Culpable, or Merely Reprehensible? Driving Someone to Suicide

Worried arguing couple has financial crisis

Families for Depression Awareness for Care for Your Mind

Should our society prosecute the people who encourage or drive another to take their own life? We may be seeing the maturation of criminal justice in recognizing the vulnerability of people suffering from depression or bipolar disorder, bringing criminal charges against those who are in some way a significant reason for a person’s suicide.

Two Recent Cases
In Massachusetts, a teenage girl is accused of actively encouraging her boyfriend to take his own life. Through a series of texts, Michelle Carter’s support, advice, and even goading may have pushed Conrad Roy III to his death by suicide. But to what extent does a text – even one as unconscionable as “It’s now or never” – contribute to a person’s decision to attempt suicide? Ms. Carter has been charged with involuntary manslaughter.

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Is the “Helping Families in Mental Health Crisis Act” Ready for Prime Time?

Capitol

Things can move very quickly in DC when the right people are motivated. Case in point: Speaker of the House Paul Ryan (R-WI) signaled that he wanted mental health legislation to reach a floor vote this year. So while H.R. 2646, sometimes known as the Murphy bill, seemed to be languishing, the leadership of the Energy and Commerce Committee worked to bring the bill to mark-up last Wednesday, June 15.

Some people opine that our democracy intends for citizens to advocate hard for their principles while accepting that competing points of views must also be acknowledged when moving legislation. Others believe that people should hold tight to their principles, never relenting.

Depending on your own philosophy, last week’s committee mark-up outcome is cause for celebration, acceptance of the inevitable, or reason to keep up the fight. Following is an overview of the bill that was voted out of committee. Insiders are saying that Speaker Ryan wants a full chamber vote later this summer.

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BCBS North Carolina Isn’t Paying Claims. People Are Suffering. What to Do?

rhonda karg

Rhonda Karg, Ph.D.
New Leaf Psychotherapy, Asheville, NC

Imagine being a small business owner. You’re passionate about what you do, you serve your community, and your main purpose is to help people in need. But suddenly your biggest client withholds payment for six months or more. Would you find this unacceptable, illegal, infuriating? How would you keep your doors open or pay your car insurance, phone bill, or mortgage?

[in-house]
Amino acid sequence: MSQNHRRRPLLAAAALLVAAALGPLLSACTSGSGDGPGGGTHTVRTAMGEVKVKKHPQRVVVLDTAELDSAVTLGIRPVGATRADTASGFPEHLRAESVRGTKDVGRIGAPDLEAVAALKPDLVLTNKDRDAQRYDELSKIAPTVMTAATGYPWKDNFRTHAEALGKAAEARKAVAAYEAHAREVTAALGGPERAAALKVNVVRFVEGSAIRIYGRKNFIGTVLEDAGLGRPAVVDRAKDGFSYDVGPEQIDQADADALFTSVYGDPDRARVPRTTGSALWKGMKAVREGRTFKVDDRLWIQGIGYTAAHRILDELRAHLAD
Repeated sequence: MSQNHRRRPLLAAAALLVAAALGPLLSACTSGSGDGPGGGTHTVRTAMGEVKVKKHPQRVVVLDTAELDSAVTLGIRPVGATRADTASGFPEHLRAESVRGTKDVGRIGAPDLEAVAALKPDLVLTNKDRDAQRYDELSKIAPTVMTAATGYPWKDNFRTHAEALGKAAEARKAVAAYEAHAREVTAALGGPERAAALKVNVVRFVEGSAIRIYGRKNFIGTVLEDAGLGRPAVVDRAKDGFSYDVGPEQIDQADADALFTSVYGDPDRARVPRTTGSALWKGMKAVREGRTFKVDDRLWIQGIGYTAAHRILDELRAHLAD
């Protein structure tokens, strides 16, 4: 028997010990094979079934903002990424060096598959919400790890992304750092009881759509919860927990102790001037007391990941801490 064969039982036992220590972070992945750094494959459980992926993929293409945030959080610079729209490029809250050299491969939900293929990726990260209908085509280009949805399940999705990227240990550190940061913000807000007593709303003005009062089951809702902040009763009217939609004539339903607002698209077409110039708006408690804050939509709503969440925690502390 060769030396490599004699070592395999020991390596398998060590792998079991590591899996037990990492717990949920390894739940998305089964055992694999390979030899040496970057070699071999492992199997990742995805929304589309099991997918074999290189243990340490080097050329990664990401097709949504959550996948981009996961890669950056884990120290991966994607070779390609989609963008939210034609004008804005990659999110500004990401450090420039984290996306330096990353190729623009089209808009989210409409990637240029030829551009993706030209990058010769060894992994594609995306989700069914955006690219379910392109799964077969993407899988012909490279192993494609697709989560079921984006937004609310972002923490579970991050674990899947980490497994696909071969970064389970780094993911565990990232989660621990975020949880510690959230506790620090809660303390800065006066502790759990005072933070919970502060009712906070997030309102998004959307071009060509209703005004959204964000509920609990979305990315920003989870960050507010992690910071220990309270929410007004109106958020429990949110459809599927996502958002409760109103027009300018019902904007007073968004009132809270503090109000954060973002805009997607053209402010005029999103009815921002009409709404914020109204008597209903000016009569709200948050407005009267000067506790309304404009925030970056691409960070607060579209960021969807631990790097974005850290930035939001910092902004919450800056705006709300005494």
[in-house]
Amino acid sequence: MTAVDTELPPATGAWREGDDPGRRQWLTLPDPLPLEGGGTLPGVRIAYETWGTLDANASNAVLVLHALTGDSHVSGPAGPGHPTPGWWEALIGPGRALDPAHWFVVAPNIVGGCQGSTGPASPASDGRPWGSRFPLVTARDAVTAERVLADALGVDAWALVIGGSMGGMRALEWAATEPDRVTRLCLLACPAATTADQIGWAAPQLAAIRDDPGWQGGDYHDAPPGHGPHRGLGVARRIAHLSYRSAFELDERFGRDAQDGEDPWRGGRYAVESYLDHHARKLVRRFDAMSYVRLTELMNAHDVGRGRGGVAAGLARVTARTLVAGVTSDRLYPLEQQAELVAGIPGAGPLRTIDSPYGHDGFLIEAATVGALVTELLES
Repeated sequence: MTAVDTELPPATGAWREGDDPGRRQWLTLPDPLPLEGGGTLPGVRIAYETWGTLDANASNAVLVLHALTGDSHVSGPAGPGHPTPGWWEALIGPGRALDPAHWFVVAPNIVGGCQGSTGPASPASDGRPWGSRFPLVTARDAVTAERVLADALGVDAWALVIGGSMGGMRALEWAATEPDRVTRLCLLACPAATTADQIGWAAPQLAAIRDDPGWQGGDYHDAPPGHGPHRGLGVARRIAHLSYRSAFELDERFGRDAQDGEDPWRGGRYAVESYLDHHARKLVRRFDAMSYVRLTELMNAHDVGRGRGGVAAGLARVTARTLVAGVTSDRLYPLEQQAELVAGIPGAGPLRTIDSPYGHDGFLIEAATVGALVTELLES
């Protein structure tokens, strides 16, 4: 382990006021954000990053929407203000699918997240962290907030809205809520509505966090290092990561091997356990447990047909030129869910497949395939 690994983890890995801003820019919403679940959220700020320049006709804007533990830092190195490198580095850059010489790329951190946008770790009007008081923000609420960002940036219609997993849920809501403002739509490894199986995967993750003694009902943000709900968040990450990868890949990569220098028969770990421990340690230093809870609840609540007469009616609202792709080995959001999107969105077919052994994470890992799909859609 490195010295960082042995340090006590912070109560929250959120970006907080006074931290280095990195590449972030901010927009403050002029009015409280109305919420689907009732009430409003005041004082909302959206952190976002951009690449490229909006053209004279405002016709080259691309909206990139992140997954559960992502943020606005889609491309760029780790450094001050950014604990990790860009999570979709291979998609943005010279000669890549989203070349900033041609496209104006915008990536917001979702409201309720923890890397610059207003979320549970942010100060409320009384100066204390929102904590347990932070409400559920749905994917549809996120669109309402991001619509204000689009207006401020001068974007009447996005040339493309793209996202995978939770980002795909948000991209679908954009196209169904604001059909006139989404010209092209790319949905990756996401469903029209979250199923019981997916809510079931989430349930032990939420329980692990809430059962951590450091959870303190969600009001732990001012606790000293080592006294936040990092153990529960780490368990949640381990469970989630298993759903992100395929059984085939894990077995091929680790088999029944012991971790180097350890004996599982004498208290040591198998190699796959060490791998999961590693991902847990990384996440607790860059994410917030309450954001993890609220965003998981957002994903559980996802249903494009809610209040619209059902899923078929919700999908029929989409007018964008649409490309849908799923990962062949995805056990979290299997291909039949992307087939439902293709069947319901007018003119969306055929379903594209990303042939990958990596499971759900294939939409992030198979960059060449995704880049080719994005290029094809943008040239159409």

For many behavioral health providers who’ve contracted with Blue Cross Blue Shield of North Carolina (BCBSNC), that’s the situation they’ve faced since January.

Citing a software problem, the insurance giant is now months behind on paying 9-15% of its claims from providers. In addition to the outrageous financial toll this is taking on clinicians—some of whom rely on BCBSNC for 90% of their income— thousands of patients statewide have lost their access to care.

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Health Insurance Mergers: Increased Profit, Not Better Care

Joseph Valenti

By Joseph Valenti, MD, FACOG
Past Chair, Council on Socioeconomics, Texas Medical Association

Think back to your last airline flight. After paying a premium price for your ticket you probably waited in a long check-in line, paid hefty baggage fees, dealt with delays—and spent hours in a cramped, narrow seat. (I assume, like most of us, you fly in economy.) Commercial flying has become increasingly miserable in recent years. But as travelers, most of us feel pretty powerless; if we want to fly, we have no choice but to take what the airlines are offering.

We can trace the unpleasant state of airline travel to one overriding cause: industry consolidation. In the past 12 years, 10 major U.S. airlines have merged into four mega-carriers—and they have all the power.

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